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Old 09-30-2020, 08:12 AM   #29
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I love my Weatherby SA-08. Cheap, patterns well, comes with 3 chokes, and light weight.

Not sure many people shoot this shotgun, but it sure works great for me. I've had it about 10 years now with no hiccups. I clean it once mid waterfowl season and a thorough clean at the end of season.
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Old 09-30-2020, 12:03 PM   #30
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Have a stoeger m3500 for years. Cycles mixed brass well...regardless of shell size. Workhorse.

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Old 09-30-2020, 12:33 PM   #31
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Remington just got split up and sold.....I wouldn't buy one till I see how the restructuring shakes out (will warranty / product returns be honored 1 year from now ?).

I spent some time researching auto shot guns and it was like for $700-900 you can get a nice gun. But for $1200-$1300 you can get something 30% better. Kinda like fly rods.

The weight and almost complete lack of recoil on the A5 Browning 28inch barrel 3.5magnum semi auto sold me. $1225 on buds guns in bottomlands, was quite a bit more in shadow grass blades (supply and demand I guess). SX4 is like almost 1K in grass blades. The A5 is much nicer gun in my opinion and so much lighter.

My 2 cents. Buy the nicest gun you can afford, for life.
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Old 09-30-2020, 12:54 PM   #32
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Remington just got split up and sold.....I wouldn't buy one till I see how the restructuring shakes out (will warranty / product returns be honored 1 year from now ?).

I spent some time researching auto shot guns and it was like for $700-900 you can get a nice gun. But for $1200-$1300 you can get something 30% better. Kinda like fly rods.

The weight and almost complete lack of recoil on the A5 Browning 28inch barrel 3.5magnum semi auto sold me. $1225 on buds guns in bottomlands, was quite a bit more in shadow grass blades (supply and demand I guess). SX4 is like almost 1K in grass blades. The A5 is much nicer gun in my opinion and so much lighter.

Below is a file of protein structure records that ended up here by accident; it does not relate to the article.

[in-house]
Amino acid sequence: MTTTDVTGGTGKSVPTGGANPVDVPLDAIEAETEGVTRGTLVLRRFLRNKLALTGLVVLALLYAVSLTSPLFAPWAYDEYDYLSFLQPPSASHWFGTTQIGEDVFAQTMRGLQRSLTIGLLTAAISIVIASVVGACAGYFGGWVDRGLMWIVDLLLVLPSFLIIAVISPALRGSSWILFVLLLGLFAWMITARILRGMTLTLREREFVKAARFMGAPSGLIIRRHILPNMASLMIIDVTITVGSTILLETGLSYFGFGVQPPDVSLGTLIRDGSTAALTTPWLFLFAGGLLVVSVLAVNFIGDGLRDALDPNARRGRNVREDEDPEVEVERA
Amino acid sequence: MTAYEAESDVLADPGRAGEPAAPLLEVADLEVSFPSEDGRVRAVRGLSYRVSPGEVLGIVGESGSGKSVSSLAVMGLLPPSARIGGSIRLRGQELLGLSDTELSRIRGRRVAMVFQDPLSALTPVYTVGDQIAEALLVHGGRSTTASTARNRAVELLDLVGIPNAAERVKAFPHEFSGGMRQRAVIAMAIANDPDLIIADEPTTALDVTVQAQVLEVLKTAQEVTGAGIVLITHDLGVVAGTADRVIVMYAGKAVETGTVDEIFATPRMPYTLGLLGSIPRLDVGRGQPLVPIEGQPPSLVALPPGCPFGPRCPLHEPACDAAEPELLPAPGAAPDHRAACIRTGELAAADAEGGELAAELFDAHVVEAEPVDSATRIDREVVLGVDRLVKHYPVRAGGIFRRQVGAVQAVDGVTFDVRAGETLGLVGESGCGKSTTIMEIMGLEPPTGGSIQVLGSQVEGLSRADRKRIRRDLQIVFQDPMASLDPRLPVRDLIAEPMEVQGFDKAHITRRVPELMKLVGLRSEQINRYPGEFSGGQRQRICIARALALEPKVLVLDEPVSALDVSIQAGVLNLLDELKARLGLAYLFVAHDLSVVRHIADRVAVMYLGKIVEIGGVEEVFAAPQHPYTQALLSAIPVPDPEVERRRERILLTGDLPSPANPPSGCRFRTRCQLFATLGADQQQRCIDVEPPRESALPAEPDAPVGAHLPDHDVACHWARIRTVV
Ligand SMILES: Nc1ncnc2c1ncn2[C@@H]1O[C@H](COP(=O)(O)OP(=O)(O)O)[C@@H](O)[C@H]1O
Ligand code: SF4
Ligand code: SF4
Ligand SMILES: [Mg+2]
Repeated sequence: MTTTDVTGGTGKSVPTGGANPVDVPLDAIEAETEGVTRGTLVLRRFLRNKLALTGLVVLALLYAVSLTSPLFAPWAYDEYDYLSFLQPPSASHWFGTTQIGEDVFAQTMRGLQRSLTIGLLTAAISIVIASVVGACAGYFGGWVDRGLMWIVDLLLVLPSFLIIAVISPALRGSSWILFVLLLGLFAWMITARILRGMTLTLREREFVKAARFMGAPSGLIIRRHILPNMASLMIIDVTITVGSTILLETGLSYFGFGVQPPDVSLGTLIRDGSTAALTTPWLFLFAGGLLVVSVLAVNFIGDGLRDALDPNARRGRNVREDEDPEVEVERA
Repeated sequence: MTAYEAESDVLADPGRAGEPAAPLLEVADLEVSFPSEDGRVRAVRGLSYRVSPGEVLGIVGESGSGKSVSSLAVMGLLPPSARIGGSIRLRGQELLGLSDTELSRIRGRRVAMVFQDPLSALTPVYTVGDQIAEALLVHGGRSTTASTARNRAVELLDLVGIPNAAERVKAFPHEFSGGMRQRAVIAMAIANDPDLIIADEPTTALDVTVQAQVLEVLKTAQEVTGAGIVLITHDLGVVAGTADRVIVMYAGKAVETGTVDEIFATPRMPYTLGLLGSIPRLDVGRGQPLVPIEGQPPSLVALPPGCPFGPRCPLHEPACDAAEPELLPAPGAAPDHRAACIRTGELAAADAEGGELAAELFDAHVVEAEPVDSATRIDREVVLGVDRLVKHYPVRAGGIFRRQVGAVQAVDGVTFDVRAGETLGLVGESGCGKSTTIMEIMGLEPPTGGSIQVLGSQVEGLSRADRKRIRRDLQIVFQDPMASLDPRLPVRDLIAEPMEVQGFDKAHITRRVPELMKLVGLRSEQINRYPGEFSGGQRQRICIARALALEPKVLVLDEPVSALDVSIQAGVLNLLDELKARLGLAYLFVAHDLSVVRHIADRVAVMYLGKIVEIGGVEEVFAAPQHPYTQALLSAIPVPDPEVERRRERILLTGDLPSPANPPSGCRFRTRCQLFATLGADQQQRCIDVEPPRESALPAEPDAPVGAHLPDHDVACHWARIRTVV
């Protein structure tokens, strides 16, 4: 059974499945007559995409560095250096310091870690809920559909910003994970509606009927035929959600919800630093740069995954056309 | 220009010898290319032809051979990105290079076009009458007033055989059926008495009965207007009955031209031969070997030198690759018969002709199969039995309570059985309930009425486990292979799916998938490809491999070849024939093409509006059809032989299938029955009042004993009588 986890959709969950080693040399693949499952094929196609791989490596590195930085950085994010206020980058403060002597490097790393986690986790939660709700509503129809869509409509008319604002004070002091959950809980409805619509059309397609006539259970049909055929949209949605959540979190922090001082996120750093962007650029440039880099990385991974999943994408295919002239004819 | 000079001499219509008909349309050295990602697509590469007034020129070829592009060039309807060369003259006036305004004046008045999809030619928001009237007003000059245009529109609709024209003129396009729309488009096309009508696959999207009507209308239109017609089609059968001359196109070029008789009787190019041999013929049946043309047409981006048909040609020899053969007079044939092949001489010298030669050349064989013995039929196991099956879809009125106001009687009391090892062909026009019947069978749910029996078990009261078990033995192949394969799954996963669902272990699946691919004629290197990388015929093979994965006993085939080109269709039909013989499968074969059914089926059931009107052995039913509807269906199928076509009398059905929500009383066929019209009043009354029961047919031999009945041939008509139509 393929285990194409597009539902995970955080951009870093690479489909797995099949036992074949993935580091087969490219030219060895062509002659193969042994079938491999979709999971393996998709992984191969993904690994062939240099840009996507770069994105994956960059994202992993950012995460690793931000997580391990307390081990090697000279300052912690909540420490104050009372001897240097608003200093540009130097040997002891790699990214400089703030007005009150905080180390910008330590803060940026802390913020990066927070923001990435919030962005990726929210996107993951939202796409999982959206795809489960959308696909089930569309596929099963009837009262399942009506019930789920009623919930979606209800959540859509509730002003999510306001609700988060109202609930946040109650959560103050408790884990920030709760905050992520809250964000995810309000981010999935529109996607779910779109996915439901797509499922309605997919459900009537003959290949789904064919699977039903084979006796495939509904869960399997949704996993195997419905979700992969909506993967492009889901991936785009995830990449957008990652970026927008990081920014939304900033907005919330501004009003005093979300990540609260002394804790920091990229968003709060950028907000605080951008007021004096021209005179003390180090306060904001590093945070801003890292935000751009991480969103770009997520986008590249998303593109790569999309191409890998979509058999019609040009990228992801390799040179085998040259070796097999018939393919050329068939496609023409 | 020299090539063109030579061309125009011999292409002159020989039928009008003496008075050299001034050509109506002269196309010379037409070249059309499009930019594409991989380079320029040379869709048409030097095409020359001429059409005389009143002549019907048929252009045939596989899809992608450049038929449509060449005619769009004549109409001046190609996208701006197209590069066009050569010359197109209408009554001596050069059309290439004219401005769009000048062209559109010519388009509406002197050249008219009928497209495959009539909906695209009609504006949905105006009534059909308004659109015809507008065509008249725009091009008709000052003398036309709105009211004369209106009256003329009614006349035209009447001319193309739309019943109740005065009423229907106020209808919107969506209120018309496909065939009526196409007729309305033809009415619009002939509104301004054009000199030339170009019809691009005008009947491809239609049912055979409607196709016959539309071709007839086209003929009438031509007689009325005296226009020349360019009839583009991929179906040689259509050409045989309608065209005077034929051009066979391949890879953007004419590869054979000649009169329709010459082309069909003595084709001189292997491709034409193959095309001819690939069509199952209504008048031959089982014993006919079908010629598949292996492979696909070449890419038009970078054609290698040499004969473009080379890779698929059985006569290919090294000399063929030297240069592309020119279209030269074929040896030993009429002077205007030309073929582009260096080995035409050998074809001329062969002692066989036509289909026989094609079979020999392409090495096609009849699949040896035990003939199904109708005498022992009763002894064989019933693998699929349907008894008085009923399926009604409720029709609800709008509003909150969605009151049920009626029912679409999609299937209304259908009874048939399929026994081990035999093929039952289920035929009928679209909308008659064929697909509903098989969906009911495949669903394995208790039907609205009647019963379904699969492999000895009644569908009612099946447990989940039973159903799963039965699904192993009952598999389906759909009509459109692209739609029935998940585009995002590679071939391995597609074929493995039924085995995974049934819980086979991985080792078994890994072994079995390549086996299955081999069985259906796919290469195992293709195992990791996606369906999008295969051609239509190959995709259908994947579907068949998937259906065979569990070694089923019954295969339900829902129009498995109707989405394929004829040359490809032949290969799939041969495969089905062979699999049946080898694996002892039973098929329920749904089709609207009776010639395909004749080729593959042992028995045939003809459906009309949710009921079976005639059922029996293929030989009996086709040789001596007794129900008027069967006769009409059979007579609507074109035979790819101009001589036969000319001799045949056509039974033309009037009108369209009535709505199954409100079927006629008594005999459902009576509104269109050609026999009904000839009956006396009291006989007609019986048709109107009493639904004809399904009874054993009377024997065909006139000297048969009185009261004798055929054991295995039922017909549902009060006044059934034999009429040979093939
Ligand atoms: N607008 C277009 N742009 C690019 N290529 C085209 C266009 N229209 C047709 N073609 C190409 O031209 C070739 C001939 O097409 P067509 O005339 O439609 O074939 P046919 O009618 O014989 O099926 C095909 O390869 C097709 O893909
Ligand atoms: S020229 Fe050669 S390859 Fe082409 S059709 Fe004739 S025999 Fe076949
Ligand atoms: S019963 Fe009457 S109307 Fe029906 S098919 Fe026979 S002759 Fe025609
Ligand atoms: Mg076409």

My 2 cents. Buy the nicest gun you can afford, for life.
Please educate me.

I was under impression Browning and Winchester auto shotgun guts were very similar. Like VERY similar.

Is A5 (Talking about what's retail today. Not original A5) the same innards/gas system as Winnie SX4 and Browning Gold models?
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Old 09-30-2020, 01:32 PM   #33
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Old 09-30-2020, 03:30 PM   #34
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I’ve hunted the crap out of my browning silver for about 10 years. The only malfunctions/issues are due to me being lazy when it comes to cleaning it. I don’t know if they even make them anymore, but after the abuse ive put it through. Mud @ sauvies island and brownsmead. Sand along the Columbia River. Ice @ ladd marsh... I wouldn’t hesitate to buy another one.
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Old 09-30-2020, 03:42 PM   #35
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On the topic of fit . . . I think people can put too much thought into it.

Assuming you are in a range of decent fit (length of pull is reasonable for your arm, cast is either neutral or headed in the right direction and definitely not headed the wrong direction), you condition the fit by practicing your mount.

Through incessant practice, the mount becomes a subconscious reflex that aligns your eyes and the barrel precisely on the target.

I have found that I can reliably shoot three different guns during the season because I practice the mount constantly. I do it hundreds of times a year. At least once or twice a week, in the pre-season and during the season, take a gun out of the safe, gaze at the boxes of ammo I hope to use up, eye a target across the basement, both eyes open, mount the gun, mount it again, mount it again, and mount it again, each time eyes on the target. Every third or fourth time, I'll close my left eye and ensure that my right eye is looking straight down the rib, through the bead, and at the target (any distinct point on the far wall).

All guns are a little different, and jackets, waders, etc. all impact fit, but I find that frequently practicing the mount overcomes the many variables that impact fit.

Last edited by Antonio Zoli; 09-30-2020 at 03:44 PM.
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Old 09-30-2020, 06:01 PM   #36
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On the topic of fit . . . I think people can put too much thought into it.